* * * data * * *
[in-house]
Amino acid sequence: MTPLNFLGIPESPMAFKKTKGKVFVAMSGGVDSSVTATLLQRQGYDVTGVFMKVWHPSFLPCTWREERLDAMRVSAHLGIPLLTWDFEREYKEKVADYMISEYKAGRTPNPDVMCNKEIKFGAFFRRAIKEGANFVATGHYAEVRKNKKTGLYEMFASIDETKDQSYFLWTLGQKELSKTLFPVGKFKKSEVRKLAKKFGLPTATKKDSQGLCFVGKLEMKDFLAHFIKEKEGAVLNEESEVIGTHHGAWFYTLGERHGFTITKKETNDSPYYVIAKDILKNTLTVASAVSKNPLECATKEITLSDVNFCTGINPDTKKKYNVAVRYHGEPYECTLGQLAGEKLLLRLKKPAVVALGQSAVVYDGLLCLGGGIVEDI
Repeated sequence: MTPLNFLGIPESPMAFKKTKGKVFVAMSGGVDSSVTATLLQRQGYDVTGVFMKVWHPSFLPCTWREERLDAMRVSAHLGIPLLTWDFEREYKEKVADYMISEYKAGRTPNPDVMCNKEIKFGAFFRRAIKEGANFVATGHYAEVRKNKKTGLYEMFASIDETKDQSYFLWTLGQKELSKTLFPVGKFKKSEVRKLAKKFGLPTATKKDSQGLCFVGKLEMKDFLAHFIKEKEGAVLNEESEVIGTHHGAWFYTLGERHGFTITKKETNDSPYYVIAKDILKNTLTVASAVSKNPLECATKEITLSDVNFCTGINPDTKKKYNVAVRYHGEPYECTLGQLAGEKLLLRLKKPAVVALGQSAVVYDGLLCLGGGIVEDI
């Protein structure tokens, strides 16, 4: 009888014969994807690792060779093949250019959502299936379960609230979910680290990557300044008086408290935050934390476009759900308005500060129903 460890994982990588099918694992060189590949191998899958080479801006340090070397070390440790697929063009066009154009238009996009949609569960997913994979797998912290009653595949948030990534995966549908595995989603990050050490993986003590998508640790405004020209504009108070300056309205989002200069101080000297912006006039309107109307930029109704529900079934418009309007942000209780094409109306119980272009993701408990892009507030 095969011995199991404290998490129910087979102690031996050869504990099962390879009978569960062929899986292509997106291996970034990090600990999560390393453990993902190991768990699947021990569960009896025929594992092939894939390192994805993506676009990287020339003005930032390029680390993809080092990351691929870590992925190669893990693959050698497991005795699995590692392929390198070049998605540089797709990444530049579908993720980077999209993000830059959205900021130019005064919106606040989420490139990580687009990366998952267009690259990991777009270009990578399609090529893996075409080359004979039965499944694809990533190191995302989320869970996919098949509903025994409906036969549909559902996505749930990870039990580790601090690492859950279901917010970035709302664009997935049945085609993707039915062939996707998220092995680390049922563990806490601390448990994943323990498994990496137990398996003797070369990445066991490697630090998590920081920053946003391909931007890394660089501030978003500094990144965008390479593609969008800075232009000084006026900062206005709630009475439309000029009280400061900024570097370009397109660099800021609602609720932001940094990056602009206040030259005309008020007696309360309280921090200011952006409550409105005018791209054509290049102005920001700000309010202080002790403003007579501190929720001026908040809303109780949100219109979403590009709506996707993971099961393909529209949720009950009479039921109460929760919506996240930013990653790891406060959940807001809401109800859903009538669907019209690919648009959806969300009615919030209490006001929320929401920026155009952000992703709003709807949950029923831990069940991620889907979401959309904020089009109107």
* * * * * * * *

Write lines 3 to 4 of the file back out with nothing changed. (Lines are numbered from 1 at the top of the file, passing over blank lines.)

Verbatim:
Repeated sequence: MTPLNFLGIPESPMAFKKTKGKVFVAMSGGVDSSVTATLLQRQGYDVTGVFMKVWHPSFLPCTWREERLDAMRVSAHLGIPLLTWDFEREYKEKVADYMISEYKAGRTPNPDVMCNKEIKFGAFFRRAIKEGANFVATGHYAEVRKNKKTGLYEMFASIDETKDQSYFLWTLGQKELSKTLFPVGKFKKSEVRKLAKKFGLPTATKKDSQGLCFVGKLEMKDFLAHFIKEKEGAVLNEESEVIGTHHGAWFYTLGERHGFTITKKETNDSPYYVIAKDILKNTLTVASAVSKNPLECATKEITLSDVNFCTGINPDTKKKYNVAVRYHGEPYECTLGQLAGEKLLLRLKKPAVVALGQSAVVYDGLLCLGGGIVEDI
């Protein structure tokens, strides 16, 4: 009888014969994807690792060779093949250019959502299936379960609230979910680290990557300044008086408290935050934390476009759900308005500060129903 460890994982990588099918694992060189590949191998899958080479801006340090070397070390440790697929063009066009154009238009996009949609569960997913994979797998912290009653595949948030990534995966549908595995989603990050050490993986003590998508640790405004020209504009108070300056309205989002200069101080000297912006006039309107109307930029109704529900079934418009309007942000209780094409109306119980272009993701408990892009507030 095969011995199991404290998490129910087979102690031996050869504990099962390879009978569960062929899986292509997106291996970034990090600990999560390393453990993902190991768990699947021990569960009896025929594992092939894939390192994805993506676009990287020339003005930032390029680390993809080092990351691929870590992925190669893990693959050698497991005795699995590692392929390198070049998605540089797709990444530049579908993720980077999209993000830059959205900021130019005064919106606040989420490139990580687009990366998952267009690259990991777009270009990578399609090529893996075409080359004979039965499944694809990533190191995302989320869970996919098949509903025994409906036969549909559902996505749930990870039990580790601090690492859950279901917010970035709302664009997935049945085609993707039915062939996707998220092995680390049922563990806490601390448990994943323990498994990496137990398996003797070369990445066991490697630090998590920081920053946003391909931007890394660089501030978003500094990144965008390479593609969008800075232009000084006026900062206005709630009475439309000029009280400061900024570097370009397109660099800021609602609720932001940094990056602009206040030259005309008020007696309360309280921090200011952006409550409105005018791209054509290049102005920001700000309010202080002790403003007579501190929720001026908040809303109780949100219109979403590009709506996707993971099961393909529209949720009950009479039921109460929760919506996240930013990653790891406060959940807001809401109800859903009538669907019209690919648009959806969300009615919030209490006001929320929401920026155009952000992703709003709807949950029923831990069940991620889907979401959309904020089009109107």